Note:  The fact that a label appears on the TTB database does not necessarily mean it will be produced.  In addition, some details on the label, such as proof, can change in the final product.

Thursday, January 22, 2015

Charbay's Amador Hop Flavored Whiskey

Charbay is probably my favorite craft distillery with their bold, hoppy whiskeys, so I'm always excited to try a new whiskey from them. Their newest hop flavored whiskey was bottled for Trinchero Family Estates (makers of Sutter Home Wine) under the label Amador Whiskey Co. (not to be confused with Amador Distillery, which was responsible for bottling the Corti Brothers Exquisite Whiskey I enjoyed last year).

According to the hang-tag, the Amador Whiskey is a blend of 60% straight malt whiskey and 40% hop flavored whiskey distilled from an IPA (the front label confusingly states "straight hop-flavored whiskey" which is a bit of an oxymoron). The two components were aged separately for over two years in French oak and then married in Chardonnay barrels for another year.  They made ten barrels total.

Amador Hop-Flavored Whiskey, Batch 1, Barrel 2, Bottled June, 2014,
48% abv ($100)

The nose is bold and hoppy with fresh mint leaves.  The palate comes on sweet and syrupy with wildflower honey and some vanilla notes making it almost Scotch-like at the end of the palate. Then it explodes with hops before trailing off into an intensely long finish with more hops and spice.  It finally settles into the traditional, hoppy Charbay finish.

I'm a big fan of these hopped whiskeys, and I really enjoyed this one.  It's similar to Charbay's R5 (which may well have been one of the components) though it's a bit more refined.  It might have some more age on it, or it could be the influence of the straight malt. In any case, if you're a fan of hop flavored whiskey, this is definitely one to check out.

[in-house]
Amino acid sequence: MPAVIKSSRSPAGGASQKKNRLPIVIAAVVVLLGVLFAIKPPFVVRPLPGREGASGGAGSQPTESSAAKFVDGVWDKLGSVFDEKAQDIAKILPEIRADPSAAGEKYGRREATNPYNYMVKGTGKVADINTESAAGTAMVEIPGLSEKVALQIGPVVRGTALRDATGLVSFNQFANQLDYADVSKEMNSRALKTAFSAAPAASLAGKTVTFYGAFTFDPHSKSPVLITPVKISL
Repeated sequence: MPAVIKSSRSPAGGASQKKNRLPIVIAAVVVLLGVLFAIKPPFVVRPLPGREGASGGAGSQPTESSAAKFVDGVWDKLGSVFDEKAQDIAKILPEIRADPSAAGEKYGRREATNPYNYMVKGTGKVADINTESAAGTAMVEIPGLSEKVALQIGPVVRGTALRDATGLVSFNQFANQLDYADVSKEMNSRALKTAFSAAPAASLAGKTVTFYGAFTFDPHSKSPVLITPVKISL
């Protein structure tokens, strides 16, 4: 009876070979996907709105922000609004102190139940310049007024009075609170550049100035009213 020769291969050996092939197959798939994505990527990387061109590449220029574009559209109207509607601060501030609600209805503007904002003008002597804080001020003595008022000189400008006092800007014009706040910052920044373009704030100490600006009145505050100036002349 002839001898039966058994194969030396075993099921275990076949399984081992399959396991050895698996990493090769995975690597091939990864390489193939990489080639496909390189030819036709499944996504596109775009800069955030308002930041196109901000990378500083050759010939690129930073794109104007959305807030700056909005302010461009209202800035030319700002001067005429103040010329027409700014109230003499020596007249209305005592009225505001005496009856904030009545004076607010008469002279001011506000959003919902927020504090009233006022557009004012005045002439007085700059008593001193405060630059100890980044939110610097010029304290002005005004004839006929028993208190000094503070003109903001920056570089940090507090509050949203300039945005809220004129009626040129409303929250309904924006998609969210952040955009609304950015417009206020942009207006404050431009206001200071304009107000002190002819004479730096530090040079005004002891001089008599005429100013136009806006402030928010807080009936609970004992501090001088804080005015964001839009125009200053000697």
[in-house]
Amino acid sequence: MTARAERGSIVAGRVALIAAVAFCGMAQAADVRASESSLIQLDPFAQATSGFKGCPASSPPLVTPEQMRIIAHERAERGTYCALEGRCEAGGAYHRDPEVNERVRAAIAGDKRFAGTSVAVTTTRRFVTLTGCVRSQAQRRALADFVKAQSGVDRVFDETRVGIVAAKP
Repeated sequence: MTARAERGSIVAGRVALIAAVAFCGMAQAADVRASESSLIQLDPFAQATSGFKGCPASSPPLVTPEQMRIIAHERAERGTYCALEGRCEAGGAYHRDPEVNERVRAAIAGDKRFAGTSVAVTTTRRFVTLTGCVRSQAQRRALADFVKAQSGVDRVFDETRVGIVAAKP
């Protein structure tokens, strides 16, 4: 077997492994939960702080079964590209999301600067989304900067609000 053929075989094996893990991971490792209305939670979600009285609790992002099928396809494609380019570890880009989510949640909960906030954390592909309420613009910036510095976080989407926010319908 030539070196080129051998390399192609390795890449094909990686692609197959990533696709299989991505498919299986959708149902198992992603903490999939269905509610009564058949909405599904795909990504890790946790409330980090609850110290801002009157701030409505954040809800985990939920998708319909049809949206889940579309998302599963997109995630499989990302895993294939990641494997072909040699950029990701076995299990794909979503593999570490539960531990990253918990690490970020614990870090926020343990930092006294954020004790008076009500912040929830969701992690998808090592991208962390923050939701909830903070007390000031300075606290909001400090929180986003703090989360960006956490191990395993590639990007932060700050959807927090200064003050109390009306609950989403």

Tuesday, January 20, 2015

It's Getting Better All the Time

It's easy to by cynical about the world of whiskey, especially for folks who have been following it for a while. In order not to get swallowed up in negativity, as I sometimes do, I thought I would take a moment to recognize some things that are getting better in the world of whiskey.

  • Availability of Foreign Whiskey.  Ten years ago, there were numerous brands that never made it to the US. We didn't get Green Spot, Ardbeg special releases or many other distillery bottlings.  For years, there were only two Japanese whiskeys available in the US:  Yamazaki 12 and 18. That situation has improved remarkably. We now have a decent selection of Japanese whiskeys from a number of distilleries, and we get a much larger share of regular bottlings from Scotland and Ireland than we used to.  There are certainly still things we aren't getting (Canada still keeps most of their good stuff), but it's a big improvement.
  • Craft whiskey.  It's been a shaky road and mostly uphill, but craft whiskey is gradually improving.  Sure, much of it is still swill, and very few are great, but more and more craft whiskeys are entering the pretty good to good range. It helps that some of the novelty has worn off.  Fewer news outlets are touting craft whiskey, and fewer consumers seem willing to buy something just because it's craft and instead, are demanding quality product.  This is probably the sector with the greatest potential for the next ten years.
  • Label Transparency.  Maybe it was the publicity, maybe it was the lawsuits, but label transparency seems to be improving.  More new labels include the state of distillation, and a number of brands have changed their labels in recent months to be more clear about who makes their whiskey. Add to that the TTB's clarification on age statements last week and we should be seeing more honest labeling in the near future.